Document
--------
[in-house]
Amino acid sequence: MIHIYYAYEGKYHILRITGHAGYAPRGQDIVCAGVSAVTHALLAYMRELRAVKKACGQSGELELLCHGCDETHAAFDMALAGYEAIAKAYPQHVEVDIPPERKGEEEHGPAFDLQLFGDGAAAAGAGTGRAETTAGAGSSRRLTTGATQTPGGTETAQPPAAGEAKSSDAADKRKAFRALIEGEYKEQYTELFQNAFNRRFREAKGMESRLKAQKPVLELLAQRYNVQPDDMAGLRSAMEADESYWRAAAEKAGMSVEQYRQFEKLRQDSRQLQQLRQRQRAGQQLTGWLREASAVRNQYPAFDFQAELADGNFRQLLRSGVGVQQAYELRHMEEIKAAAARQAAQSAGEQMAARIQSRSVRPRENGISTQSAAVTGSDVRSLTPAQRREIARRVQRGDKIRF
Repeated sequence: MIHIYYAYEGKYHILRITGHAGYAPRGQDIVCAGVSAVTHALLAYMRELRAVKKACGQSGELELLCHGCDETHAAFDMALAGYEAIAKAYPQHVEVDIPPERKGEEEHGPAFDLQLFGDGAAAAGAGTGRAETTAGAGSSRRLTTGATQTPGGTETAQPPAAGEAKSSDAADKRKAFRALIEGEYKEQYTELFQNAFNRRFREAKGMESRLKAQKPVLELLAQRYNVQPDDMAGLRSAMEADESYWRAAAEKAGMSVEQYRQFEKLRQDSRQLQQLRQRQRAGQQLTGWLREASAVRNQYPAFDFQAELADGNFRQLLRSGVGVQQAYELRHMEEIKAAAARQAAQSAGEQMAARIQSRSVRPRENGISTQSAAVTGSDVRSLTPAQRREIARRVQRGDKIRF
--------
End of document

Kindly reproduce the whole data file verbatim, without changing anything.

[in-house]
Amino acid sequence: MIHIYYAYEGKYHILRITGHAGYAPRGQDIVCAGVSAVTHALLAYMRELRAVKKACGQSGELELLCHGCDETHAAFDMALAGYEAIAKAYPQHVEVDIPPERKGEEEHGPAFDLQLFGDGAAAAGAGTGRAETTAGAGSSRRLTTGATQTPGGTETAQPPAAGEAKSSDAADKRKAFRALIEGEYKEQYTELFQNAFNRRFREAKGMESRLKAQKPVLELLAQRYNVQPDDMAGLRSAMEADESYWRAAAEKAGMSVEQYRQFEKLRQDSRQLQQLRQRQRAGQQLTGWLREASAVRNQYPAFDFQAELADGNFRQLLRSGVGVQQAYELRHMEEIKAAAARQAAQSAGEQMAARIQSRSVRPRENGISTQSAAVTGSDVRSLTPAQRREIARRVQRGDKIRF
Repeated sequence: MIHIYYAYEGKYHILRITGHAGYAPRGQDIVCAGVSAVTHALLAYMRELRAVKKACGQSGELELLCHGCDETHAAFDMALAGYEAIAKAYPQHVEVDIPPERKGEEEHGPAFDLQLFGDGAAAAGAGTGRAETTAGAGSSRRLTTGATQTPGGTETAQPPAAGEAKSSDAADKRKAFRALIEGEYKEQYTELFQNAFNRRFREAKGMESRLKAQKPVLELLAQRYNVQPDDMAGLRSAMEADESYWRAAAEKAGMSVEQYRQFEKLRQDSRQLQQLRQRQRAGQQLTGWLREASAVRNQYPAFDFQAELADGNFRQLLRSGVGVQQAYELRHMEEIKAAAARQAAQSAGEQMAARIQSRSVRPRENGISTQSAAVTGSDVRSLTPAQRREIARRVQRGDKIRF